Avid backpackers have a vibe about them. Habitually curious, invariably attentive and unfailingly mobile, it’s easy to spot them amidst a cohort of people. Apart from the intrinsic qualities that unite their brethren, an emerging wave of traveller’s fashion is fast-becoming a key to differentiate them from other tourists. Under the spotlight today are bandanas, a fashion item that isn’t unique to the backpackers, but remind us of them as soon as we see them.

Bandana and its origin

For a simple piece of clothing, Bandanas have had quite a journey. Touted as a ‘must-have’, bandana fits just the right criteria for it to be a backpackers’ favourite – easy to wear, light to carry and an item of great utility. But where did the Bandana start its journey from? Was it when John Hewson, a textile artist, who was born in England and later shifted to America, gifted a bandana, believed to be the first in America, with an image of a general on the horseback to George and Martha Washington? The word Bandana is derived from the Sanskrit word ‘Badhnati’, which means a form of tie-dying. Tie-dying is an ancient Indian craft – evidence dating it back to as early as 4000 B.C – popularised in the rest of the world years later. It was introduced to England by seafarers and bandits. From England John Hewson took it to America where it was to become rage in the years that were to follow.

Bandana and its changing utility with times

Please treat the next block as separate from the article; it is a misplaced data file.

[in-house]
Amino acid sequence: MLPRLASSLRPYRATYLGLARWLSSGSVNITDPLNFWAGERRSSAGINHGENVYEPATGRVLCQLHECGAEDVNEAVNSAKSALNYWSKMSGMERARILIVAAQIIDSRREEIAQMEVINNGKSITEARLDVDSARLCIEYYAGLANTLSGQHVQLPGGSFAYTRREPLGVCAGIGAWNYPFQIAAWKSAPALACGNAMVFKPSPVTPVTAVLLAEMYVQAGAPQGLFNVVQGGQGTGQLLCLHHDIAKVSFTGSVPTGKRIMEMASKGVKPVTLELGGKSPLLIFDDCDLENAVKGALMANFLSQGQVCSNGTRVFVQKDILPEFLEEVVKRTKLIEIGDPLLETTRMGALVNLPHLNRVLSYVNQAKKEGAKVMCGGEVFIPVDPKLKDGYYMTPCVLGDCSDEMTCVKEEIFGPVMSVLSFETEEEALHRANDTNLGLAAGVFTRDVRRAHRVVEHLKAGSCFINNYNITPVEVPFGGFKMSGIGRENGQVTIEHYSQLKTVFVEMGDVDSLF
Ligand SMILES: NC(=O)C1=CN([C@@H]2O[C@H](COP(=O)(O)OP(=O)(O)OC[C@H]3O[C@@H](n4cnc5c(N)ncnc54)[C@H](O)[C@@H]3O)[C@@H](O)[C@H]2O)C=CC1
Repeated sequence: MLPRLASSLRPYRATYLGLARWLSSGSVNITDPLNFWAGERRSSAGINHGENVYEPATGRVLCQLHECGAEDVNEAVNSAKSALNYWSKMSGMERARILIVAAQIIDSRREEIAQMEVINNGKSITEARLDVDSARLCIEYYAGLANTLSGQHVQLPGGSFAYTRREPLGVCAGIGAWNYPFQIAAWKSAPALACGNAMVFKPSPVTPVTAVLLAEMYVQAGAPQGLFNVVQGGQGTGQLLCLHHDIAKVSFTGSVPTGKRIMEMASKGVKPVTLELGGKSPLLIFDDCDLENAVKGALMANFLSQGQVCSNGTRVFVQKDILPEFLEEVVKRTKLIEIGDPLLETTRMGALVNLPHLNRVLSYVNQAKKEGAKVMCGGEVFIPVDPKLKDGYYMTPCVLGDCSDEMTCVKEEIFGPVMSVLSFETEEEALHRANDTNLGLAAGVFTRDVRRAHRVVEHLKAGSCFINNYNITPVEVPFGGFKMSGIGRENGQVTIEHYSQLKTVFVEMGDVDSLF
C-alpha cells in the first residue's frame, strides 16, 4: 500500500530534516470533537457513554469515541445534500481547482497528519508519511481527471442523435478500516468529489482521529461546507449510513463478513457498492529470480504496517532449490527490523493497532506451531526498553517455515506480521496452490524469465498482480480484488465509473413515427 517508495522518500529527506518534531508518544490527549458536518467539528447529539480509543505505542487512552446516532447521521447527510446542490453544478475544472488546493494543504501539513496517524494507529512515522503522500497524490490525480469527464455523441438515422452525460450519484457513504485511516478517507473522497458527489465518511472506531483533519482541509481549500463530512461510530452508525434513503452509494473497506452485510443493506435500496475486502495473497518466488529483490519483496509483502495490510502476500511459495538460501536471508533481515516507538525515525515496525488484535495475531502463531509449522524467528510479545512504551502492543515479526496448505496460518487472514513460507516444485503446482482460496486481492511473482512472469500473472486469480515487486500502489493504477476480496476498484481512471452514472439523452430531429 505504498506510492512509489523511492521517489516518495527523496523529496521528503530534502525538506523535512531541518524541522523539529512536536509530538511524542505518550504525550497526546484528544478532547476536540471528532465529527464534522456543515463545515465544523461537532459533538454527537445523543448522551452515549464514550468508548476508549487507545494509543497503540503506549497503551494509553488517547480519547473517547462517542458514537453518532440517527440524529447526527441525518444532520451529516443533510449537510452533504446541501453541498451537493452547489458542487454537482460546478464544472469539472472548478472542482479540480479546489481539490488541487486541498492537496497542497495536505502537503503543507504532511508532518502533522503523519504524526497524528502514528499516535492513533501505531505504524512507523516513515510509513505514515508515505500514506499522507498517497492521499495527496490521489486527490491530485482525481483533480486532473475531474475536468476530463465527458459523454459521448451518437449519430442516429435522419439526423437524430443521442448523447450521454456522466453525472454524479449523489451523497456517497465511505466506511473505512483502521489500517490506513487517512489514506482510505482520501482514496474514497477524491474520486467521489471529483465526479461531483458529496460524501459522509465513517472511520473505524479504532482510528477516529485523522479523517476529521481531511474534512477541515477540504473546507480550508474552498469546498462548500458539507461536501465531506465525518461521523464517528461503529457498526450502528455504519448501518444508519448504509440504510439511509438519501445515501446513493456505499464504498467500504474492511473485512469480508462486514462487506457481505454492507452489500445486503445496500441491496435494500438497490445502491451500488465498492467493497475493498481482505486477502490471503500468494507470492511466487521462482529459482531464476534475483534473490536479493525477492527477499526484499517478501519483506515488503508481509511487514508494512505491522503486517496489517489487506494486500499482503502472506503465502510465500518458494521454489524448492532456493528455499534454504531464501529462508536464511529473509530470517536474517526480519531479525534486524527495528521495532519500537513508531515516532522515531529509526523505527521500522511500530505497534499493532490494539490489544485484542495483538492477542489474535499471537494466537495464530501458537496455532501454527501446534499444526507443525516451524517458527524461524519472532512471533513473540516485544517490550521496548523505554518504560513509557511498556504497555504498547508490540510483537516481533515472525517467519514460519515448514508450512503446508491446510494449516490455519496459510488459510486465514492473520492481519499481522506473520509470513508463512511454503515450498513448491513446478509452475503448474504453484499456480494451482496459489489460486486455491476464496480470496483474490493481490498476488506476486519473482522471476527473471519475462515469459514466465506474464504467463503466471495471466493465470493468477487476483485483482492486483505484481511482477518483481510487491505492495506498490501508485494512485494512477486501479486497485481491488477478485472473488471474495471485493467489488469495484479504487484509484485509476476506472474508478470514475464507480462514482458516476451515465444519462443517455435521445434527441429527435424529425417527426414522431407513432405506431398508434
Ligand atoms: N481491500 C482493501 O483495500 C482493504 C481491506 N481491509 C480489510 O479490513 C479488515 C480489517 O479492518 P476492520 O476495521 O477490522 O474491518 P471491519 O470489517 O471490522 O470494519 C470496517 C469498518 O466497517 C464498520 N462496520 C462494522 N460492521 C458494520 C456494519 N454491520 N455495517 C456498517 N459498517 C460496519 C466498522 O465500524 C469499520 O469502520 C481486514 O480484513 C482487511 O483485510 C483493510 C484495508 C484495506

Bandanas have had a long journey before they made their way into a traveller’s backpack. In the 19th century, Bandanas had a functional utility. During World Wars 1 and II, Bandanas were used to communicate secret messages by drawing patters on them. Soldiers fighting in the wars would carry bandanas imprinted with personalised messages from their loved ones, and in event of their death, these will be returned by authorities after printing messages of gratitude for the soldier’s service. They, then, entered the boxing arenas where the bandanas tied to each boxer’s hand will help the referee count the punches landed by each boxer. The farmers and miners would use bandanas to wipe off sweat and pack food.

Bandanas were also used as symbols to address the issue of gay rights. Politicians used bandanas as posters for effective campaigning.

From 20th century onward, Bandanas were recognised as fashion accessories, and were widely used by musicians, actors as well as sportsmen. High-class fashionable women used them for daily styling, and often while travelling. Several movies depicted cowboys wearing bandanas as neckerchiefs. Fans would get autographed bandanas from movie stars. Bandanas became popular as hobo bags amidst women, who would also use them to tie their hair back, a style that would later become a signature for travellers around the world.

Bandana and travellers today

Travellers of today swear by their bandanas for their ability to come handy in a range of situations. The fact that they are lightweight, on the pocket also, makes them one of the most valued possessions of every backpacker or traveller who is out there for adventure. Bandanas are used as sweat mops while hiking and walking; wash clothes at hostels and hotels that don’t provide traditional cover-ups; cooling agents after dipping in water when the temperatures get too high; bandages in events of minor injuries, extra pockets to store things after folding the bandana at edges; luggage identifiers at the airports and more commonly as masks and scarves. Besides, bandanas are available in a range of patterns and colours and they go with almost everything that you wear.

Bandanas also lend a unique appearance to the backpackers, one that helps them spot other people from their own brethren. Locals at many places identify tourists with their bandanas and welcome them to their culture, home and hearts.

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